7.5/10
82,925
353 user 112 critic

Jacob's Ladder (1990)

Mourning his dead child, a haunted Vietnam War veteran attempts to uncover his past while suffering from a severe case of dissociation. To do so, he must decipher reality and life from his own dreams, delusions, and perceptions of death.

Director:

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2,944 ( 452)

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ON DISC
3 wins. See more awards »

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Cast

Cast overview, first billed only:
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Geary
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Sarah
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Frank
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George
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Doug
Anthony Alessandro ...
Rod
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Jerry
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Hospital Receptionist
Doug Barron ...
Group Leader
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Storyline

New York postal worker Jacob Singer is trying to keep his frayed life from unraveling. His days are increasingly being invaded by flashbacks to his first marriage, his now-dead son, and his tour of duty in Vietnam. Although his new wife tries to help Jacob keep his grip on sanity, the line between reality and delusion is steadily growing more and more uncertain. Written by Jean-Marc Rocher <rocher@fiberbit.net>

Plot Summary | Plot Synopsis

Taglines:

The most frightening thing about Jacob Singer's nightmare is that he isn't dreaming.

Genres:

Drama | Horror | Mystery

Certificate:

R | See all certifications »

Parents Guide:

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Details

Country:

Language:

Release Date:

2 November 1990 (USA)  »

Also Known As:

Dante's Inferno  »

Filming Locations:

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Box Office

Budget:

$25,000,000 (estimated)

Opening Weekend USA:

$7,500,760, 4 November 1990, Wide Release

Gross USA:

$26,118,851
See more on IMDbPro »

Company Credits

Production Co:

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Technical Specs

Runtime:

Sound Mix:

Color:

(Technicolor)

Aspect Ratio:

1.85 : 1
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Did You Know?

Trivia

Adrian Lyne turned down directorial duties on The Bonfire of the Vanities (1990) so he could direct Jacob's Ladder. His first choice for the role of Jacob Singer was Tom Hanks, but, by coincidence, Hanks turned down the film so he could make The Bonfire of the Vanities. See more »

Goofs

Numerous times, most noticeable in a mirror. See more »

Quotes

Jezebel: Well, personally, I never went for church names.
[Jacob laughs]
Jezebel: What?
Jacob Singer: Where do you think Jezebel came from?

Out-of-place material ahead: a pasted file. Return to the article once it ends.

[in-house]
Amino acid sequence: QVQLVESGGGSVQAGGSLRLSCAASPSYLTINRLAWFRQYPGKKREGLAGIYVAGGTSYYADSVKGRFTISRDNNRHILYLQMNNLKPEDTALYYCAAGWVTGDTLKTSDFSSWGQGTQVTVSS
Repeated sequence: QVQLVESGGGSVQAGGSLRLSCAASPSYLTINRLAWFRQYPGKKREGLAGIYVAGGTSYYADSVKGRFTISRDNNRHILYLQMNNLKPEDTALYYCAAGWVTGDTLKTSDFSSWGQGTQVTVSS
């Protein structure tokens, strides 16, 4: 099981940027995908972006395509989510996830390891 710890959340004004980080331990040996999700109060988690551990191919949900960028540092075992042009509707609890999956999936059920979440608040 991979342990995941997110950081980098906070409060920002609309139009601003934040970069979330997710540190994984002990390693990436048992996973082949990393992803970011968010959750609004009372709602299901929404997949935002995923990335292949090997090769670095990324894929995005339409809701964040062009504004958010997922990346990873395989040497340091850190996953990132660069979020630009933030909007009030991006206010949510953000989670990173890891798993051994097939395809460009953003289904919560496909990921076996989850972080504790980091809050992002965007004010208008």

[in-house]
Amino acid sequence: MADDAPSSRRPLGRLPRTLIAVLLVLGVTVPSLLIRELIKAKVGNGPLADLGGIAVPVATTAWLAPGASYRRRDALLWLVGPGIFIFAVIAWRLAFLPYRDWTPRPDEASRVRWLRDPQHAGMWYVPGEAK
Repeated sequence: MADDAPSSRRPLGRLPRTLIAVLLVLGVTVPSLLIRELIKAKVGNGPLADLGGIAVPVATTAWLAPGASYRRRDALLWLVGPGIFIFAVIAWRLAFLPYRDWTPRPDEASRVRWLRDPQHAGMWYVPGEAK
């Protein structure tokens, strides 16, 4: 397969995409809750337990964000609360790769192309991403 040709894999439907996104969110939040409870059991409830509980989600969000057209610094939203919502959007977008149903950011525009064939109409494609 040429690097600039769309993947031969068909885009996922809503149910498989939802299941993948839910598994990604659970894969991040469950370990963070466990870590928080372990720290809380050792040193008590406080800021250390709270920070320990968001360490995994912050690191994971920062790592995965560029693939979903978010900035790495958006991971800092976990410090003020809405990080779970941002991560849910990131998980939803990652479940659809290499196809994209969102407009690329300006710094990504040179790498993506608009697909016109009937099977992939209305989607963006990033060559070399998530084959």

Jezebel: No one calls me that.
Jacob Singer: You're such a heathen, Jezzie. How'd I ever get involved with such a fuckin' ninny?
Jezebel: You sold your soul, remember? That's what you told me.
Jacob Singer: Yeah? For what?
Jezebel: A good lay.
Jacob Singer: Look what I got.
[...]
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Crazy Credits

The credits roll over a grainy black and white photo of Gabe and Jacob crossing the street together. See more »

Connections

Remade as Jacob's Ladder (2017) See more »

Soundtracks

PLEASE MR. POSTMAN
Written by Robert Bateman (as R. Bateman) / Georgia Dobbins (as G. Dobbins) / William Garrett (as W. Garrett) / Brian Holland (as B. Holland) / Freddie Gorman (as F. Gorman)
Published by Jobete Music Co., Inc. (ASCAP) / Stone Agate Music (BMI)
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Frequently Asked Questions

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User Reviews

 
original, scary, mesmerizing what more can I say?
27 September 2003 | by See all my reviews

For several years, there's a very trendy cinematographic genre. This is the "psychological fantastic". This genre is very successful as the movies: "the sixth sense" (1999), "what lies beneath" (2000) or "unbreakable" (2000) showed. All these movies must have been influenced by "Jacob's ladder". In this way, you can regard Adrian Lyne's movie as a precursory and innovative movie. Lyne achieved a masterstroke in an absolutely new genre for him. It means that you're very far from the atmosphere of "9 weeks and a half" or "fatal attraction".

"Jacob's ladder" is based on an outstanding screenplay including numerous weird details that increase the spectator's curiosity. It's precisely with the spectator that Lyne and Bruce Joel Robin, the scriptwriter play with. They take a malicious pleasure in getting the spectator lost in a real maze where seem to border dream and reality. Like Tim Robbins, you look for the clue to the mystery. This clue may be the chemist which Jacob's meeting at the refreshment bar truck. This chemist will lead the plot towards an amazing conclusion.

In Adrian Lyne's movie, there's also a part of the fantastic genre that is very well exploited: at first common and normal living conditions but that are little by little overcome by the unreal, the strange and the fear.

The movie also enjoys an outstanding performance to begin with Tim Robbins. A brilliant success and a movie that deserves to rank among the ten best fantastic movies of the nineties


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